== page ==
Published in Anesthesiology 2015 Jan 122:21
Authors: Clifford L et al.
Transfusion-related acute lung injury and transfusion-associated circulatory overload occurred in several percent of transfused patients.
Transfusion-related acute lung injury (TRALI) and transfusion-associated circulatory overload (TACO) are important causes of morbidity and mortality in transfused patients. Mayo Clinic researchers conducted two retrospective studies to determine the incidence of TRALI and TACO in noncardiac surgery patients who received intraoperative blood-product transfusions in 2004 and 2011; these 2 years were chosen to determine whether incidences changed after the blood bank had implemented two strategies to mitigate TRALI in the intervening years (leukoreduced transfusions and use of male-only plasma donors).
The electronic records of about 4000 patients who received intraoperative transfusions initially were screened for possible TRALI or TACO through a complex search strategy; cases then were confirmed or excluded by manual chart review, according to published criteria for these disorders. Cases were included only if symptoms began within 6 hours after the last intraoperative transfusion.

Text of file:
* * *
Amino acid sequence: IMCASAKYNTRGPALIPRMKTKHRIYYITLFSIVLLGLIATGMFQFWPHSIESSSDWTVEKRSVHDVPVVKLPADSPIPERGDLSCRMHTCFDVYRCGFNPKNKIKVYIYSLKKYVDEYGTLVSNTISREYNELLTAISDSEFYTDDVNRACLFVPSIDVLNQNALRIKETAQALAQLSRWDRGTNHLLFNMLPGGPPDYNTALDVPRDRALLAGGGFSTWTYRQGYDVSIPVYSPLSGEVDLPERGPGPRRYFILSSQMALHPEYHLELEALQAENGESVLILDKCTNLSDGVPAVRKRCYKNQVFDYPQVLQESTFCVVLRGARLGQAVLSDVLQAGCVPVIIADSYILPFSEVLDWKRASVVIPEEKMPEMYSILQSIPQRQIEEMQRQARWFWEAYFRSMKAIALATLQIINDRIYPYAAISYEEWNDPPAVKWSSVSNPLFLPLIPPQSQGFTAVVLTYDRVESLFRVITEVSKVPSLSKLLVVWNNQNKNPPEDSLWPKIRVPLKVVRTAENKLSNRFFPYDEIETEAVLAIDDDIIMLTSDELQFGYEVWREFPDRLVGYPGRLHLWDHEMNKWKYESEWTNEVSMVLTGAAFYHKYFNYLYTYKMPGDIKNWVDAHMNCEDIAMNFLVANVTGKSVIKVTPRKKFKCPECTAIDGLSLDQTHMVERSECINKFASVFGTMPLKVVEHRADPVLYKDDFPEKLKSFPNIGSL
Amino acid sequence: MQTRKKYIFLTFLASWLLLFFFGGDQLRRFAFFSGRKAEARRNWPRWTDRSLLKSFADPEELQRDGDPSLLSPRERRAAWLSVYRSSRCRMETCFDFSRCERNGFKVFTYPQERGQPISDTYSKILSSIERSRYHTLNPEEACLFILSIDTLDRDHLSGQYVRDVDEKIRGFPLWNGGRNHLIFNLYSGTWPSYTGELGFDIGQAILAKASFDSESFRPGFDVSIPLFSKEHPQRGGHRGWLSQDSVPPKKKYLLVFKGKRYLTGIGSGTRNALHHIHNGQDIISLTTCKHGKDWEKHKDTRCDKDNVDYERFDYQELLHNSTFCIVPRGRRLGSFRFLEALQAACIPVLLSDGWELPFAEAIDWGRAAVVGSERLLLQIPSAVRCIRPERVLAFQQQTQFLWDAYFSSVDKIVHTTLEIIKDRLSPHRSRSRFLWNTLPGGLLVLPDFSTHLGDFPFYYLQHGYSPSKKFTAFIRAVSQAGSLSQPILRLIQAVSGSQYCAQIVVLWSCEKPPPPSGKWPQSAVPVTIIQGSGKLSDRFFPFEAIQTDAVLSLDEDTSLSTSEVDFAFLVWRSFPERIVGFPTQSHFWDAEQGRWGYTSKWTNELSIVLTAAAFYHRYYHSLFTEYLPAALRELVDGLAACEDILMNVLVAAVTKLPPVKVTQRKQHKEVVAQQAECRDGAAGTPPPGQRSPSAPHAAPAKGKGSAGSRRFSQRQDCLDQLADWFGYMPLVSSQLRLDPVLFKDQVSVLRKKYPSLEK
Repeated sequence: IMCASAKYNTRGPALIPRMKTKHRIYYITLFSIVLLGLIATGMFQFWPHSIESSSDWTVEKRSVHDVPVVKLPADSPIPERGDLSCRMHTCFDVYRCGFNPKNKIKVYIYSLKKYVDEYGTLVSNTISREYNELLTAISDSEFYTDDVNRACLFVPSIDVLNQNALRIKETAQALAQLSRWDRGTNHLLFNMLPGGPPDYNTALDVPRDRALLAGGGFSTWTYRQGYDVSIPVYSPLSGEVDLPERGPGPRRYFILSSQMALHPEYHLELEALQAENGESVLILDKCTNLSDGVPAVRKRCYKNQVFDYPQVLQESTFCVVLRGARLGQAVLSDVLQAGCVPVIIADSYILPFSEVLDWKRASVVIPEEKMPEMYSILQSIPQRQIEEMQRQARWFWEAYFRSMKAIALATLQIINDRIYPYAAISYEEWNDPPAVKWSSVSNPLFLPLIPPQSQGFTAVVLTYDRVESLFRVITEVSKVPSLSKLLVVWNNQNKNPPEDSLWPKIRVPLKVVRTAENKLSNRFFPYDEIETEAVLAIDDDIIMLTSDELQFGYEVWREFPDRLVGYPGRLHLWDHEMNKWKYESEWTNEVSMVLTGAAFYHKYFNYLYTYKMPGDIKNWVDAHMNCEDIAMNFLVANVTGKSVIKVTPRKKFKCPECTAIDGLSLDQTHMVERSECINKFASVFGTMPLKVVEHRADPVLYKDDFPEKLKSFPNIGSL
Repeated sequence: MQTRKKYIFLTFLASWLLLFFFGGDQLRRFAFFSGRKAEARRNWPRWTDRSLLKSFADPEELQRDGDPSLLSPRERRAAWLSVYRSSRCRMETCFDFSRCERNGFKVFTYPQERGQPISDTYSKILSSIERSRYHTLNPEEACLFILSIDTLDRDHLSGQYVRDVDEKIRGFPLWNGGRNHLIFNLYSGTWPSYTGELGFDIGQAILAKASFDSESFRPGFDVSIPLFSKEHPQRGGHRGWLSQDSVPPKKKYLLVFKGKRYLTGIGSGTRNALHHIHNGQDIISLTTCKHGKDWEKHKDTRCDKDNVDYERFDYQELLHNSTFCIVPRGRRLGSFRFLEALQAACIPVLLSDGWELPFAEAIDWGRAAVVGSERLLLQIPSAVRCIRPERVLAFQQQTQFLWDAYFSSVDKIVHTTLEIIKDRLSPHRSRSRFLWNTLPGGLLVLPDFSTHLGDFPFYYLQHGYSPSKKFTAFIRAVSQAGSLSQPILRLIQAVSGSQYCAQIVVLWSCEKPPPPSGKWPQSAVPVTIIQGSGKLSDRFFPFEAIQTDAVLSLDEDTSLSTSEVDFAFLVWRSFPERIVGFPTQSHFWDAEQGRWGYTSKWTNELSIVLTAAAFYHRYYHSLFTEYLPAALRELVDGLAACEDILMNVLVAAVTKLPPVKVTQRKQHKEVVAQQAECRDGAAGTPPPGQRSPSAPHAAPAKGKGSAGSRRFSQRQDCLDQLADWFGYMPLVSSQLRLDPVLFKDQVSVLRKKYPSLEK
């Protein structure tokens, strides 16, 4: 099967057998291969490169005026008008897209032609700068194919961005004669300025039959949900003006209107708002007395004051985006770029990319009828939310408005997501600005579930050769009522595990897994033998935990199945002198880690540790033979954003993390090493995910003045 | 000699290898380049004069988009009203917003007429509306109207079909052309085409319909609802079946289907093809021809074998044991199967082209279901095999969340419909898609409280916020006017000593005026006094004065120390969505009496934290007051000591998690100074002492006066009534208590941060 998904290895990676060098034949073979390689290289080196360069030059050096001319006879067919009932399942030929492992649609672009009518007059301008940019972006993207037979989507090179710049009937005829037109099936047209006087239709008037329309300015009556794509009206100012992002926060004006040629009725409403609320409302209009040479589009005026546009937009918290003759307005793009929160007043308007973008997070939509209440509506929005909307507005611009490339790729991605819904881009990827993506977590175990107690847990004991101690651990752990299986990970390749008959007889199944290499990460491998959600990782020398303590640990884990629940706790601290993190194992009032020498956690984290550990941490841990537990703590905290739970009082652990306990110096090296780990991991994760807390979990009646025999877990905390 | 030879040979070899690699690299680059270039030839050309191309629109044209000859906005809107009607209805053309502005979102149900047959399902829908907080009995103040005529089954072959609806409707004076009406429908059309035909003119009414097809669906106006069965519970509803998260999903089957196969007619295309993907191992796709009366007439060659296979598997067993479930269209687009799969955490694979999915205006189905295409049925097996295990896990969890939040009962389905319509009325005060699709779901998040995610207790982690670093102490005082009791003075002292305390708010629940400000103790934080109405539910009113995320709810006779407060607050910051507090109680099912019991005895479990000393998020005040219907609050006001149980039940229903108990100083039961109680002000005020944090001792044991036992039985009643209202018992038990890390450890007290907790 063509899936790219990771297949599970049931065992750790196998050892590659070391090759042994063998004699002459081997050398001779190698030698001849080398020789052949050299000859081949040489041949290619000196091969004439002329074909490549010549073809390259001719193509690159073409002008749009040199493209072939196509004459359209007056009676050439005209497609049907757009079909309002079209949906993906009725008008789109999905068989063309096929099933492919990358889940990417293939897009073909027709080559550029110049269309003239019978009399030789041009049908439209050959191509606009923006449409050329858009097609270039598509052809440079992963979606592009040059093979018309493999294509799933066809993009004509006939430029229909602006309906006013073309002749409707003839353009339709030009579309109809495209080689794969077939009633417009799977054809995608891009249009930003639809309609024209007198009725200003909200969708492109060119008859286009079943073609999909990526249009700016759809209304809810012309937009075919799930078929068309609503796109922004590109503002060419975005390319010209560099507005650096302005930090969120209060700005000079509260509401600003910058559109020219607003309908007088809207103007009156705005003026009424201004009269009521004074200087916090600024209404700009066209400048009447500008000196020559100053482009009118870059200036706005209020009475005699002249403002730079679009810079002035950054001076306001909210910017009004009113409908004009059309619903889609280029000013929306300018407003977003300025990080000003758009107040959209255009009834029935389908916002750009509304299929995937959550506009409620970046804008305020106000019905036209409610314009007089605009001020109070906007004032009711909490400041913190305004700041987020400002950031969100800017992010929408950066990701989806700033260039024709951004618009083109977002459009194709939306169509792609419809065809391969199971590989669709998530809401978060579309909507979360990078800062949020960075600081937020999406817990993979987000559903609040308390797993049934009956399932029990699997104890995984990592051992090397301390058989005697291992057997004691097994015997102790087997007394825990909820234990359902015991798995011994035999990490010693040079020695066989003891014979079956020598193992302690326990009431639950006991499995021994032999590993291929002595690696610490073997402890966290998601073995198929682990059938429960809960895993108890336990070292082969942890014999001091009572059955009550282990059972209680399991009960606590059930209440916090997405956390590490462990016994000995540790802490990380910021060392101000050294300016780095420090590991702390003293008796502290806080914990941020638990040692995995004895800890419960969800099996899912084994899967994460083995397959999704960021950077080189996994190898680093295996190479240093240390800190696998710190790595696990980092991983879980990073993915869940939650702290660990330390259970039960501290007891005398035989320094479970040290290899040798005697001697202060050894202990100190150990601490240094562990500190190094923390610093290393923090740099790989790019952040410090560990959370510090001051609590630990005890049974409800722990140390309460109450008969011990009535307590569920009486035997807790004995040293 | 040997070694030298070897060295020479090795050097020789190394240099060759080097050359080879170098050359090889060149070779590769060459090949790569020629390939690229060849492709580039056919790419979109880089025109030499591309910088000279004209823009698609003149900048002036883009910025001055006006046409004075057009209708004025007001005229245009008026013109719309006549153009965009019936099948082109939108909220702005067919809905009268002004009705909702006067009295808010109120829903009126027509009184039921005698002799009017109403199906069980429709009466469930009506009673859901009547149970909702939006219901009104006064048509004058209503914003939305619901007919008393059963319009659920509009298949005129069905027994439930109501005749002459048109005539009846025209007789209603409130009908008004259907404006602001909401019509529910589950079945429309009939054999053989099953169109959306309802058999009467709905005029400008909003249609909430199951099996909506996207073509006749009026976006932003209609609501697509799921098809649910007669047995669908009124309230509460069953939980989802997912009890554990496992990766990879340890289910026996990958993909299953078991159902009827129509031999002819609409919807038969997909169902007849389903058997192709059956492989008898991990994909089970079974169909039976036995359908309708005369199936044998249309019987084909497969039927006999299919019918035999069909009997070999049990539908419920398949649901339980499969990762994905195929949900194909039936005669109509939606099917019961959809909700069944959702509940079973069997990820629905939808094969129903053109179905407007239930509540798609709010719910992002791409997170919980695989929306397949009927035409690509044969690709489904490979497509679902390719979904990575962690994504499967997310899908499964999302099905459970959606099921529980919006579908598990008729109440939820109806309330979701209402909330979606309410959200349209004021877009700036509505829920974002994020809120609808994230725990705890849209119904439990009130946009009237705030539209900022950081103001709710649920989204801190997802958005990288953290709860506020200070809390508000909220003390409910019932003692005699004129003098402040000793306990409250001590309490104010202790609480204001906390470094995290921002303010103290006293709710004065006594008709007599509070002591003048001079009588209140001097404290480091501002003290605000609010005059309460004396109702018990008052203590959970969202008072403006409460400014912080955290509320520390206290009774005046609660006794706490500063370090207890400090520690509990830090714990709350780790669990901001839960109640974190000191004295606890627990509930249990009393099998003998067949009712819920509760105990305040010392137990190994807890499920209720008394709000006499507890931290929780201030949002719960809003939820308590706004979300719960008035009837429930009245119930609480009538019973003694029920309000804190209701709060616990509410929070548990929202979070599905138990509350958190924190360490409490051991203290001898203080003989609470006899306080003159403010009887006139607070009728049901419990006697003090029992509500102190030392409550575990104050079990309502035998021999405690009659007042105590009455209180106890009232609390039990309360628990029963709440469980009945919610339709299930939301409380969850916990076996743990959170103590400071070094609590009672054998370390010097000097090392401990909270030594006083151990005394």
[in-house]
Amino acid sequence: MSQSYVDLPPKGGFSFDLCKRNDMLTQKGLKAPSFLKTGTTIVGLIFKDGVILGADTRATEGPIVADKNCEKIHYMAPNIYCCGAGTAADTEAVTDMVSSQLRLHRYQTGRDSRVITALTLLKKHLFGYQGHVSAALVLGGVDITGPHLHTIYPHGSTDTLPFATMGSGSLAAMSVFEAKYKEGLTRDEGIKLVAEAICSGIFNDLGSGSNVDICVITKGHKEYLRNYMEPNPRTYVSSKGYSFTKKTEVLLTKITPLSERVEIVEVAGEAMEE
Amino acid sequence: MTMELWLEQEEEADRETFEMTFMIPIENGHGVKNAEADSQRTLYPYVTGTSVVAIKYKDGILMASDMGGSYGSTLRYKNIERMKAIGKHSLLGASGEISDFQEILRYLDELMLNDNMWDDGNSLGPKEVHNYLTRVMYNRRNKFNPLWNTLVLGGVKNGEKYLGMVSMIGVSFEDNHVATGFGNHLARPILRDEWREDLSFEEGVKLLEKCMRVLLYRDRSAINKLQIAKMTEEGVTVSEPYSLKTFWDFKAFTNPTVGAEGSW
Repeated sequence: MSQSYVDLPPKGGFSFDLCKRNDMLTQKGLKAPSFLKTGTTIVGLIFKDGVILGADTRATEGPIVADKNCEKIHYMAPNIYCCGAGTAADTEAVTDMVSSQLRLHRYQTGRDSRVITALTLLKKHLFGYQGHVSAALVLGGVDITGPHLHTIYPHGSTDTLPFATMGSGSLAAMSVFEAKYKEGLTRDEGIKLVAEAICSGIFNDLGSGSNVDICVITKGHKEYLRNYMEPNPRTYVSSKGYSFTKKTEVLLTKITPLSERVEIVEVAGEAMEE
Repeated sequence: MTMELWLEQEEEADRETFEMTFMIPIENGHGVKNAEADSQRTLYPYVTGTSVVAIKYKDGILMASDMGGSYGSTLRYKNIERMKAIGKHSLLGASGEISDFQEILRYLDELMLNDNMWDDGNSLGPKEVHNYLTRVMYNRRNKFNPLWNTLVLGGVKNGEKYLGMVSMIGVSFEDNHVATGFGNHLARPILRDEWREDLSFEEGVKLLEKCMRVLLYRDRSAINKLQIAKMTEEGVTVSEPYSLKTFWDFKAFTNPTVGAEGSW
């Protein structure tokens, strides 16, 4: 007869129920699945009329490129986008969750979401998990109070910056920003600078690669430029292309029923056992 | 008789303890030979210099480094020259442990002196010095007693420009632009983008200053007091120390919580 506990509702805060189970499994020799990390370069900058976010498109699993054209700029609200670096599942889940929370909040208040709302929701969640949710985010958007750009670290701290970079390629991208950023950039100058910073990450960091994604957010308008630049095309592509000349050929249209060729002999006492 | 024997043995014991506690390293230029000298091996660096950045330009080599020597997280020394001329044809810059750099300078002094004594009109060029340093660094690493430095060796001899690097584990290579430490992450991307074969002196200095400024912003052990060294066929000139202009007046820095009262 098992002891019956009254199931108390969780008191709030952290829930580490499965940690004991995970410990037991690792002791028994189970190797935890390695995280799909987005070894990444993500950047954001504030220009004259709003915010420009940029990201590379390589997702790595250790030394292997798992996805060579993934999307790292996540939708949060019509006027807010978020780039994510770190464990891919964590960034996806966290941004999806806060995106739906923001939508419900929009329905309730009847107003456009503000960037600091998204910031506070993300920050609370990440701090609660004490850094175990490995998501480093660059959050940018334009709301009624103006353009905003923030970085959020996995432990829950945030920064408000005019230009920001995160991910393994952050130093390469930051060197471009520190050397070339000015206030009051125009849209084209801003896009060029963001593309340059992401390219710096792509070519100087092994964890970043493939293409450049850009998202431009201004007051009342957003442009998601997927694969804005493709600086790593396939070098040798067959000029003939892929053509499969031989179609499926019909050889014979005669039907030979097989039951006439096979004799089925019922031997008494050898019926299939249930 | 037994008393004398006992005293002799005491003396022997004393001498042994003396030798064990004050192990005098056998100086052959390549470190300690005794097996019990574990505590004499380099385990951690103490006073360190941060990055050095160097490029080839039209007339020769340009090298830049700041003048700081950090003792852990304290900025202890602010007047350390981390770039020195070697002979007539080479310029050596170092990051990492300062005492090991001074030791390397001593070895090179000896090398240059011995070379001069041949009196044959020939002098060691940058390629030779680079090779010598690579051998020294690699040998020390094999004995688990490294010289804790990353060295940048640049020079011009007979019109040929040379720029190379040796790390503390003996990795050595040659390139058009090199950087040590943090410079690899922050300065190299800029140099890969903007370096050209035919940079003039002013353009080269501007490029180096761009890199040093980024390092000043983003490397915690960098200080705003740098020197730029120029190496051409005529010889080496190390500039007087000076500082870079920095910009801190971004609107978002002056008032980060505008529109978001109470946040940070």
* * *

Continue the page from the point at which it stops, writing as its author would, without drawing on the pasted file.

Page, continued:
Incidences of TRALI in 2004 and 2011 were 1.3% and 1.4%, respectively; incidences of TACO were 5.5% and 3.0%, respectively. Risk for both TRALI and TACO increased as the volume of transfused blood product increased. Half the patients with TRALI also met criteria for TACO, and 13% of those with TACO met TRALI criteria.
Using retrospective record review to identify and distinguish between TRALI and TACO is challenging: Clinical characteristics of the two entities overlap both with each other and with other perioperative pulmonary disorders. Nevertheless, these estimates probably are as good as any that currently exist in the medical literature. Interestingly, the incidence of TRALI did not change despite the blood bank’s implementation of TRALI-mitigation strategies between the 2 study years.